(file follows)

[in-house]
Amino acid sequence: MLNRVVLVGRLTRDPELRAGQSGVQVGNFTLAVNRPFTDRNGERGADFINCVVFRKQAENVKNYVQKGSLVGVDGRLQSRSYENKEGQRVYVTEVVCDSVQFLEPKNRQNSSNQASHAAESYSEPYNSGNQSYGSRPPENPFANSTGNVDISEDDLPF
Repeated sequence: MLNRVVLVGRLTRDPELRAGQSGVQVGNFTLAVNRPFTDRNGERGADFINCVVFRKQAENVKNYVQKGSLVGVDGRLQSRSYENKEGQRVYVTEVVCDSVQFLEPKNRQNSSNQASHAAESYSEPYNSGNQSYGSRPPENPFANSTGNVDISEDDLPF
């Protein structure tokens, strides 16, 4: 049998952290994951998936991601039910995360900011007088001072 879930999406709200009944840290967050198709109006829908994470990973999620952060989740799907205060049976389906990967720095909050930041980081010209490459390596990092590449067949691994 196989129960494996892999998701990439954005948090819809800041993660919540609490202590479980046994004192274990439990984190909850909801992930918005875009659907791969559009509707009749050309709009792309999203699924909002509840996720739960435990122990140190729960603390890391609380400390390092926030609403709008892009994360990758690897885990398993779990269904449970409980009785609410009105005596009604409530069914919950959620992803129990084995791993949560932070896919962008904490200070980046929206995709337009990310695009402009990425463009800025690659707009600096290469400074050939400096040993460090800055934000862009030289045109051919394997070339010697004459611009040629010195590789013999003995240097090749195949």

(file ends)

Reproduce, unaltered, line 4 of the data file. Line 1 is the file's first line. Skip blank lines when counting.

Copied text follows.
């Protein structure tokens, strides 16, 4: 049998952290994951998936991601039910995360900011007088001072 879930999406709200009944840290967050198709109006829908994470990973999620952060989740799907205060049976389906990967720095909050930041980081010209490459390596990092590449067949691994 196989129960494996892999998701990439954005948090819809800041993660919540609490202590479980046994004192274990439990984190909850909801992930918005875009659907791969559009509707009749050309709009792309999203699924909002509840996720739960435990122990140190729960603390890391609380400390390092926030609403709008892009994360990758690897885990398993779990269904449970409980009785609410009105005596009604409530069914919950959620992803129990084995791993949560932070896919962008904490200070980046929206995709337009990310695009402009990425463009800025690659707009600096290469400074050939400096040993460090800055934000862009030289045109051919394997070339010697004459611009040629010195590789013999003995240097090749195949």